When you think of alchemy, you probably think of wispy-haired wizards, holed up in towers, turning lead into gold. You probably don't think of cutesy teenage girls pottering around pastel-coloured workshops, making everything from health potions to bombs and pies in their cauldrons - but this is just what the long-running Atelier series is all about. From the French for 'workshop', each game centres around the day to day life of a budding alchemist, learning the ancient art in an effort to save [something] that's important to them, whether it be a missing sister's life, a way to explore a far off ruin or rebuilding a once-great kingdom. The latest in the Atelier series, Atelier Shallie: Alchemists of the Dusk Sea, marks the end of the dusk trilogy, a series with (slightly) more of a serious tone that follows the spread of the mysterious Dusk, a force which seems to be sweeping the land, drying up water supplies, killing vegetation and making the local wildlife angry, and as such, the future is looking pretty bleak.
The hook this time round is that there's two protagonists - two female alchemists, both going by the name of Shallie. The first is Shallistera, a socially-awkward princess from a far away land, who's set off on a journey to save her homeland from a drought, in place of her ailing father, the clan's chief. Shallotte meanwhile, is a bubbly girl who hopes to 'make it big' someday, although doing what she's not sure, and spends most of her time taking various day jobs to help make ends meet, whilst practising the alchemy her late father taught her. Each has their own unique story to play through (at least for the first half of the game), as they work to master the ancient art of alchemy, save Shallistera's village and help Shallotte decide on her future - and it's up to you which girl's tale you play through first. We plumbed for Shallotte, drawn to her fun-loving, optimistic nature and awesome taste in hats - and her confusion about her future seemed all too familiar, reminding us of finishing university with a not-too-great Chemistry degree and no idea what to do with it.
At its core, Atelier Shallie is a role playing game. There are towns to explore, quests to be done in and around the town of Stellard, turn-based battles to fight and levels to gain. Centring around a new 'Life Tasks' system, the game essentially gives you a constantly updating list of objectives to complete, ranging from story-related quests, such as talking to specific characters, synthesising certain items (thanks to your alchemy skills) or exploring a particular area, to random extra objectives which boost Shallie's combat and gathering skills. These latter tasks tend to be more general goals, such as defeating a number of enemies, using various items and performing synthesis - as well as ones for simply jumping or swinging your weapon around. Each task you complete gives you significant boosts to your combat or alchemy experience, usually pushing you up a level or two in the process - so it's well worth spending time working your way through the bonus objectives.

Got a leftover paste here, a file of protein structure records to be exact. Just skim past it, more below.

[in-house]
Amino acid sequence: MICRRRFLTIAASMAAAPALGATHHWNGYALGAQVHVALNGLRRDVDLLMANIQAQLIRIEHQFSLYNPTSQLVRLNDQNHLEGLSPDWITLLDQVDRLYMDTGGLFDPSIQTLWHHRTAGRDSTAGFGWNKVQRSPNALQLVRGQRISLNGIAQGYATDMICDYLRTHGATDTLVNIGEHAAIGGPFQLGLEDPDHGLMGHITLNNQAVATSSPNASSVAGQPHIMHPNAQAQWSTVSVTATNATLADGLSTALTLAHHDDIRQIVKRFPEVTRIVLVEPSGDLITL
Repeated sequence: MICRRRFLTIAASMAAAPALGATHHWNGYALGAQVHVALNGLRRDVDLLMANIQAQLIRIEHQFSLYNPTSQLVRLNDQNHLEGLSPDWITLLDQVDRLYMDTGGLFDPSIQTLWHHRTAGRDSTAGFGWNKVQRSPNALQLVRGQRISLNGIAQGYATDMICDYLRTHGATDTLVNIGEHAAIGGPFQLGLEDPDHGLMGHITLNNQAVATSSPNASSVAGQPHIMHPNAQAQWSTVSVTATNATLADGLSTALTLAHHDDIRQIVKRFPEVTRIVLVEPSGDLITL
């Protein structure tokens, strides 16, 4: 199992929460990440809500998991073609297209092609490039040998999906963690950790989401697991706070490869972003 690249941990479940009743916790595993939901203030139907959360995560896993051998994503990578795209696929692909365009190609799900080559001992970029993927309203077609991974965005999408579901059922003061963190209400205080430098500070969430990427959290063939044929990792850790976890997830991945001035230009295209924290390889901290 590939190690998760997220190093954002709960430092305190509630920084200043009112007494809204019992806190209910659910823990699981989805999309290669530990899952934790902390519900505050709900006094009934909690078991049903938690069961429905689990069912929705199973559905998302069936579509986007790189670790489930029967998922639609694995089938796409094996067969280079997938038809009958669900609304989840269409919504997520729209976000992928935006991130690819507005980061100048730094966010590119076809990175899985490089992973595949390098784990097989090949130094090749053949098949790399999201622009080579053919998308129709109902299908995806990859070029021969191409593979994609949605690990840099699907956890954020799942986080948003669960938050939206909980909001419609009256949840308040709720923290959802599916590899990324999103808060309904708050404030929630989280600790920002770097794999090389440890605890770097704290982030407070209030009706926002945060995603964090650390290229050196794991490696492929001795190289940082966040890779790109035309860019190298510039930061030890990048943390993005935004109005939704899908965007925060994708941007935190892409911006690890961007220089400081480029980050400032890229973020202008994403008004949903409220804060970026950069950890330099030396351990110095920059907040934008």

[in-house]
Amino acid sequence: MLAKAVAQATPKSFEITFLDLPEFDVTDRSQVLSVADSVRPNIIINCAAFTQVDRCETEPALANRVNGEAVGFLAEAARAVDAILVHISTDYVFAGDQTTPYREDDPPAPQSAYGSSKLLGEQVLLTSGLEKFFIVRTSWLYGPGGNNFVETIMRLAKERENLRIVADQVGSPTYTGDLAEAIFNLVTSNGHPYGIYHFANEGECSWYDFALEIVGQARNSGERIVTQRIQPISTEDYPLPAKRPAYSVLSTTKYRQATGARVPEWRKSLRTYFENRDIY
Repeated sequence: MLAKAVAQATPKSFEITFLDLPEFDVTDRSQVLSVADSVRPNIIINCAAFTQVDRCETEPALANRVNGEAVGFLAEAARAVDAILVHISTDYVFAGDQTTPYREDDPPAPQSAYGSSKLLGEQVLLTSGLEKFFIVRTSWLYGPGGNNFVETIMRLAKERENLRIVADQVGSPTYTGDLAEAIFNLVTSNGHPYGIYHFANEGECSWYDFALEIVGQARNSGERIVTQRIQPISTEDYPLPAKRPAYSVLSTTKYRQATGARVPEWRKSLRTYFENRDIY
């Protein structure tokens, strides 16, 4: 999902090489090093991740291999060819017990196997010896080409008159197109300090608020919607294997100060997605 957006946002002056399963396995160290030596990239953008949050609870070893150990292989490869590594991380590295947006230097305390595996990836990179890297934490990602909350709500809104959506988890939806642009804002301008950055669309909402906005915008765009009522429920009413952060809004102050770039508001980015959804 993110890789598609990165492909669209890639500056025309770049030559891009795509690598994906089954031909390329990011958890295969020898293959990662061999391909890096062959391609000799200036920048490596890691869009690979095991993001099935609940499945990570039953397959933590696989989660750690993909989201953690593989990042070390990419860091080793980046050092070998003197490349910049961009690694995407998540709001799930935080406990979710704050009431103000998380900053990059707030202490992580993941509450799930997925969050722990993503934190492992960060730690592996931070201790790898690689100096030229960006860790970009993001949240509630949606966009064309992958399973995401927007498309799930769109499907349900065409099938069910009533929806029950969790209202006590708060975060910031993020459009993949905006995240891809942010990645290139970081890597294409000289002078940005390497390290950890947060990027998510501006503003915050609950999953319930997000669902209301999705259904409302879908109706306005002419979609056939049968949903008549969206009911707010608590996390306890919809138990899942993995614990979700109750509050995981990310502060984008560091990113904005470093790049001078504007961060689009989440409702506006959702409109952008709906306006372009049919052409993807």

But Life Tasks aren't the only thing to keep you busy - Stellard's Request board always has some new things to do, whether it's slaying troublesome monsters, locating an elusive item or synthesising something specific. Whether you choose to play as Shallistera, who agrees to help out the people of Stellard in exchange for a hand with her village's water problem, or the hard-working Shallotte, making a name for herself by taking on jobs from Raoul at the Union, requests play an important part in each girl's story, as well as earning you a bit of cash on the side - cash which can then be used to buy all important alchemy recipes and ingredients, or used to fund weapon and armour upgrades. There's a very Rune Factory-esque vibe going on here - at least, if Rune Factory replaced its romance with alchemy.
As in most role playing games, your quests and tasks will lead you to ever more dangerous areas, where you'll face off against tougher and stronger enemies. The harder the enemies you face, the more that +1 stick of smiting you've been using just won't cut the mustard, and the more you'll be needing more than a plaster to patch up your wounds - and this is where the game's twist comes in. While in most role playing games, all you'd need to do is collect the dough your enemies drop, in Atelier Shallie, you can't just stroll into a shop and buy much better armour or weapons, or stock up on potions. Instead, you have to make it yourself, making use of the game's alchemy system.
Both Shallistera and Shallotte are budding alchemists, which means they can mix various items together to create new ones. Not too dissimilar to cooking, each item you make requires a recipe and a different set of ingredients - sometimes specific items, like honey or anti-bug grass, and sometimes from a general family of substances, such as 'plant', 'cloth' or even 'smelly'. Depending on the ingredients you use, you can alter the strength of the resulting item, or give it some additional effects - for example, substituting a taun grass for a mutated taun will boost the amount a Refuel Pad heals, while making a bomb with mixed oil as a fuel adds critical damage - but swapping it for a permeating toxin will poison your target instead. As the only way to get potions in the game, not to mention the enemy obliterating bombs you can make, you'll spend a while tinkering with the synthesis system. You'll also unlock the ability to 'imbue' your weapons, armour and accessories to make them stronger or give them bonus effects - and despite the name change, it's pretty much identical to alchemy, just performed at Miruca's shop rather than your character's atelier.